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Is it all or nothing with junk?

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POSTED: May 6, 2014 2:00 p.m.

I realize there’s a fine line between making sure children eat healthy most of the time and being overly strict about every morsel of food they put in their mouths. As it turns out, I may not be doing a great job of walking that line.
My husband, Noell, has long cautioned me that I worry too much about our 2-year-old’s diet. I spend approximately half my waking hours obsessing over the items I pack in her lunch, reading labels, poring over nutrition articles and websites, and fixing meals as free of preservatives, chemicals, food dyes and other artificial ingredients as I can get them. When I have spare time, I nag my husband about his three-Cokes-a-day habit and hide his Doritos.
Before Reese was born, I never worried much about such things. When she started eating solid food, though, nutrition suddenly became important to me — for her sake and my own. To set a good example, I even entered and won my office’s recent weight-loss challenge. When I learned there would be a “round two,” I signed up for that as well. I’m now much more particular about what we eat. Maybe more than I should be.
My husband warns me that Reese will be the child who tastes soda and doughnuts for the first time at a friend’s house in elementary school and then goes hog wild by devouring a dozen crullers and a six-pack of Coke in one sitting. He claims small doses of “junk” are OK, as long as we limit Reese’s sugar, fat and salt intake and stress the importance of physical activity. That’s easy for him to say — he didn’t break 100 pounds until junior high.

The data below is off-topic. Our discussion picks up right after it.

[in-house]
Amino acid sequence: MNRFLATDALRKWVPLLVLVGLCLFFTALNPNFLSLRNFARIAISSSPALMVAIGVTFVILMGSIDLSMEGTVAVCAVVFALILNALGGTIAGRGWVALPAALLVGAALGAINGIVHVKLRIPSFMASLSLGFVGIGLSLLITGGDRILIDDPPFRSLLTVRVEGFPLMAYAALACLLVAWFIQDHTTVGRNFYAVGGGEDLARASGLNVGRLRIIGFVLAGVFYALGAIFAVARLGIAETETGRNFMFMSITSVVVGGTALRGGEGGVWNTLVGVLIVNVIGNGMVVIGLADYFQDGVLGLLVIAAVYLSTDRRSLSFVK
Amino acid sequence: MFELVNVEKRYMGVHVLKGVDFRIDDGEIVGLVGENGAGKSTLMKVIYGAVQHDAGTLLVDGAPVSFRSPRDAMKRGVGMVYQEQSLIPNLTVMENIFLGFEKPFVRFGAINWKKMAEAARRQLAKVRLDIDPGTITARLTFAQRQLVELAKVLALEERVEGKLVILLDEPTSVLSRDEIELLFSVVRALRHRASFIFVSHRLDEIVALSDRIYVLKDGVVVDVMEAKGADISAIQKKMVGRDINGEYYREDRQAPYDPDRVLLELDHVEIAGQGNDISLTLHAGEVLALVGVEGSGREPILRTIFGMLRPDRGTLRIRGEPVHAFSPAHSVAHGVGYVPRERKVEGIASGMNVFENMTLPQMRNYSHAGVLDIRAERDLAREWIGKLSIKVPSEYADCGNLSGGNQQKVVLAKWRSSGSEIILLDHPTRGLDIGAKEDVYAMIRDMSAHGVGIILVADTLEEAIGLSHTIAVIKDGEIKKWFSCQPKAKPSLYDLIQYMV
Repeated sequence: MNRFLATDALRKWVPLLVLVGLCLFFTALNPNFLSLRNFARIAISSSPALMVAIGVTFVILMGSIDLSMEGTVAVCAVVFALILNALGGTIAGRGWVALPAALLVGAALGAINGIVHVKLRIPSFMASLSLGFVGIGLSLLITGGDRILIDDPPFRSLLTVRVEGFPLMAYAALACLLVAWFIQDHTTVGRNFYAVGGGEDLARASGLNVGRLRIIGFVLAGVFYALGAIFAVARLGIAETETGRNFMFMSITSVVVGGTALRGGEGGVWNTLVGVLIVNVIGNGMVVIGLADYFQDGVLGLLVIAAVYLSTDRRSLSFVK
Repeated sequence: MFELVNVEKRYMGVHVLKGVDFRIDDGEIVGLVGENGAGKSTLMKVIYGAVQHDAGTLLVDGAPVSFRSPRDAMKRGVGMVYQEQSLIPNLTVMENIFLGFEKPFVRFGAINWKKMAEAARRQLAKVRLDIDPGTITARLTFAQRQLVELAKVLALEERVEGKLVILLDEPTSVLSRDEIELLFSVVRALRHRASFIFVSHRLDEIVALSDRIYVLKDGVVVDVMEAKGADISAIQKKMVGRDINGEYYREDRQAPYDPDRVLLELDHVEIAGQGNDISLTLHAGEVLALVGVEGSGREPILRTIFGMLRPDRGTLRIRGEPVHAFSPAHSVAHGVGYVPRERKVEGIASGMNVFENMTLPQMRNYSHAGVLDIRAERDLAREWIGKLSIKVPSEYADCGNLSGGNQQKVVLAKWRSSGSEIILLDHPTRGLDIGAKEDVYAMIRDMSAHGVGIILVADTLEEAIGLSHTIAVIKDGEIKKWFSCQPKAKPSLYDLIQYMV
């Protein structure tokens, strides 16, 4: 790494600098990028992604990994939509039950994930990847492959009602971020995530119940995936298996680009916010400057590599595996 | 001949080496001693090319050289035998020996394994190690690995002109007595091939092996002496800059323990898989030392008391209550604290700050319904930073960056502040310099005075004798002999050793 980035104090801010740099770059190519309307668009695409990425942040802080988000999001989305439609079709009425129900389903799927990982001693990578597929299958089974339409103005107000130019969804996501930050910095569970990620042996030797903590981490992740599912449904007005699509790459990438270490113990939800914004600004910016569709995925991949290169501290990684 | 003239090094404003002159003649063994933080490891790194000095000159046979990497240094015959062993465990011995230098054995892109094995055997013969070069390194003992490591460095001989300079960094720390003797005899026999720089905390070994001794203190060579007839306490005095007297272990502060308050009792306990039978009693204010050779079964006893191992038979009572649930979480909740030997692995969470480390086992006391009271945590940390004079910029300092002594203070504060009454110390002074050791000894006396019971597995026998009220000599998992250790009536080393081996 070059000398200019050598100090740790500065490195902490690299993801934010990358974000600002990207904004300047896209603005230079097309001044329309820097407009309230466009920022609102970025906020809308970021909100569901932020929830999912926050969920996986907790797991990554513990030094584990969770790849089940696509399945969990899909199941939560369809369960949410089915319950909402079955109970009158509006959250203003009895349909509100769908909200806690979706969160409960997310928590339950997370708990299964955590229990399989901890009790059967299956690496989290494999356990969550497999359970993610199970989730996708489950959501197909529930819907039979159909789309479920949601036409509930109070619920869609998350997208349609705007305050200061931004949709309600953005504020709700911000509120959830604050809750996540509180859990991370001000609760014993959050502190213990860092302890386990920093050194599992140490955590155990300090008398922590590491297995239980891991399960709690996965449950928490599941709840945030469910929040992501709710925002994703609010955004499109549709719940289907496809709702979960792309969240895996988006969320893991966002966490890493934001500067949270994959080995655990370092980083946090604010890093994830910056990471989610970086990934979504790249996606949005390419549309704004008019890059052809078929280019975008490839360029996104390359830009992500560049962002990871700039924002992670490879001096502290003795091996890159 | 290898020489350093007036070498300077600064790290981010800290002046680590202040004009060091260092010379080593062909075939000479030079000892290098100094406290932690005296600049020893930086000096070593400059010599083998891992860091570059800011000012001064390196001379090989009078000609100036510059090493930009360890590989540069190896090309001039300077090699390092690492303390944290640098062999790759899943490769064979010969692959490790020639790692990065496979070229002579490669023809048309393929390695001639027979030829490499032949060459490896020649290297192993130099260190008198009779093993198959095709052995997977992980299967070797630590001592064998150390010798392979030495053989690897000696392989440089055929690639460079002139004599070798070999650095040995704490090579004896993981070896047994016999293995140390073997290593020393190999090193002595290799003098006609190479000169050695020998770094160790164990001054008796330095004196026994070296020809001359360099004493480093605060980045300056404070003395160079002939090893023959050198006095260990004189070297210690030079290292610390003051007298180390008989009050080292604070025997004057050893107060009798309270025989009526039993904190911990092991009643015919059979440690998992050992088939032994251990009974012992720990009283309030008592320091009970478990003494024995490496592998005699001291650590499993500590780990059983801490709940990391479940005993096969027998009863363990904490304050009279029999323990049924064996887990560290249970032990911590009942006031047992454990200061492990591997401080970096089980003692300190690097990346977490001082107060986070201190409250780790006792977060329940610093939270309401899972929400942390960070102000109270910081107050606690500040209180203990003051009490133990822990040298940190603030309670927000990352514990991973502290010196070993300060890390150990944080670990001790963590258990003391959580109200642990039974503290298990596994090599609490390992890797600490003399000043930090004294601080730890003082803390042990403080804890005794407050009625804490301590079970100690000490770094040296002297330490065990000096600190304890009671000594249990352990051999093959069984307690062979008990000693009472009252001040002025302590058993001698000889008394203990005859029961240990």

I, on the other hand, have long struggled with weight issues and I want to ensure my daughter doesn’t face them. So, I say, “No junk!” And, until Reese’s birthday last weekend, such food has basically been absent from her diet.
That changed when mine and Noell’s families came from out of town to celebrate with us, and the whole clan packed a picnic and headed for Forsyth Park on April 25 for an outdoor viewing of Disney’s “Frozen.” Not wanting to spoil the fun, I agreed to let Reese have a few treats. “A few” turned into popcorn, cookies, licorice, gummy bears and sugary juice. Realizing she showed no signs of stopping, I cut her off and dealt with a mini-tantrum. Turns out, I was right to do so.
The next morning, Reese awoke complaining of a tummy ache. It was not short-lived. She struggled with digestive issues and refused to eat much all day. As I had suspected, suddenly introducing a previously junk-food-free child to a variety of sugary, salty snacks had not been a good idea.
My husband pointed out that, had I been letting Reese occasionally sample such foods all along, she probably wouldn’t have had such an uncomfortable reaction to them. Perhaps he’s right. However, I think it was the amount of junk food she ate that created problems for her. I’m pretty confident that one cookie or one piece of licorice wouldn’t have affected her much, even if she had never enjoyed such fare before.  
Now that Reese has tasted “the goods,” though, I hope I don’t have any trouble with recurring toddler demands for popcorn and gummy bears. If so, I suppose it wouldn’t hurt to make a (very) rare exception on special occasions. However, the day I come home and catch Reese sipping soda from Noell’s ever-present Coke can, the carbonated sweet stuff will be banned in our house once and for all.

 

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